Rhetorical patterns in Chinese and English essay writing

This post will simply introduce the idea that there are different patterns of rhetoric (i.e. different conventions of essay structure) in written Chinese and written English, and contrast one particular Chinese rhetorical pattern – a so-called "Start-Sustain-Turn-Sum" pattern (Connor, 1996; Grabe & Kaplan, 1998; Hinds, 1990; Swales, 1990) – with the English introduction-body-conclusion essay structure.

To begin with, it is worth pointing out that culturally-based styles of structure can actually be very different, and that this difference has its origin in the divergent historical and philosophical pasts of the Chinese and Western peoples. As Igor observes, what is involved are the academic cultural norms and their unknowing subversion by those from a different background:

“Unlike the native speakers of English,
who expect expository prose to be developed as a
sequence of claims and (direct) Aristotelian proofs,
non-native users of English employ rhetorical
progression of text that are incongruous with the
expectations of the Anglo-American reader." (Igor, 2011, emphasis added)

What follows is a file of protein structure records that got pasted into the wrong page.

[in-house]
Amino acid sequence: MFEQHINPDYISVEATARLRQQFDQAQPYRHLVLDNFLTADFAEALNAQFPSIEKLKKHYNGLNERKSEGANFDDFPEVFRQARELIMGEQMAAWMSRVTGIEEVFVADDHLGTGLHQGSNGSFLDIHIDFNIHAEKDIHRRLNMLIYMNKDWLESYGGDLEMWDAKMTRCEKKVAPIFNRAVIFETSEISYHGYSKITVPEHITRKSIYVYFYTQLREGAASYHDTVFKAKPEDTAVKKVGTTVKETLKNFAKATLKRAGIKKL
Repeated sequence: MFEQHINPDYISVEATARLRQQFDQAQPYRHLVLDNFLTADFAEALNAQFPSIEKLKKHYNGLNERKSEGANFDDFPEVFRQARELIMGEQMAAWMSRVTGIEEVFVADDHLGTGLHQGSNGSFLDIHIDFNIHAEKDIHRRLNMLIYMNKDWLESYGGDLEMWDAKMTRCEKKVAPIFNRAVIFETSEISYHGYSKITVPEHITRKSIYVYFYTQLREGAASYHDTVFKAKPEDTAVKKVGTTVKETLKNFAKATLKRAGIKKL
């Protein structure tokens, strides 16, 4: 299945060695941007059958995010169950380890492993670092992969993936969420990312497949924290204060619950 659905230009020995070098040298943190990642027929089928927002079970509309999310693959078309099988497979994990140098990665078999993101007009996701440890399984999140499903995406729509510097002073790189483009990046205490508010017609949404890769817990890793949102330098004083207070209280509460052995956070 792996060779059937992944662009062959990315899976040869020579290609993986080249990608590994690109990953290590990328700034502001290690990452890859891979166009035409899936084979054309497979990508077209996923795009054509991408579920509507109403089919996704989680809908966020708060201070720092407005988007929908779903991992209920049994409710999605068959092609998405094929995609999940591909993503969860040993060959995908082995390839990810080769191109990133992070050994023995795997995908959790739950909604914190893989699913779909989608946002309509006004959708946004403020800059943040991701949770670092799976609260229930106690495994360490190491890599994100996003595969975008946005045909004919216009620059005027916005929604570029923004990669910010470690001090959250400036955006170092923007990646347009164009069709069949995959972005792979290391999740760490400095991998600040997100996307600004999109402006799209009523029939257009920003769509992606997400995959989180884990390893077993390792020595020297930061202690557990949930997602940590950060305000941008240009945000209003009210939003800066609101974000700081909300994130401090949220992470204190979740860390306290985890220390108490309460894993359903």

The Chinese pattern to be mentioned here is one that has been called the "Start-Sustain-Turn-Sum" pattern, and is described in Xing, Wang and Spencer (2008) as follows: 

"It is claimed that Chinese rhetorical style consists of a four-part pattern: qi ('start, open') establishes the field or prepares the reader for the topic; cheng ('carry on, sustain') introduces and develops the topic; zhuan ('turn') turns to a seemingly unrelated subject or looks at the problem from another angle; and he ('conclude') sums up the essay whereby the author's opinion is established or hinted at (Connor, 1996; Grabe & Kaplan, 1998; Hinds, 1990; Swales, 1990, cited in Xing, Wang and Spencer, 2008, emphasis added)." 

The point to notice about this pattern is that it unfolds gradually before delivering the author's opinion – that is, the author's argument or fundamental thesis statement – at the end of the essay. In other words, it is the reverse of the claim and proof approach mentioned by Igor (2011). 

In the English pattern – introduction, body and conclusion – the main point would occur in the introduction and be supported or proven throughout the body and then finally summarised and highlighted in the final paragraph. In the Chinese structure mentioned here, the proofs precede the claim (which is given in the final paragaph). 

To what extent the Chinese rhetorical pattern mentioned here is actually taught on Chinese academic writing courses is not clear (it is certainly only one of a number of such patterns), but in any case an awareness of this difference should help Chinese students when writing essays in English. 


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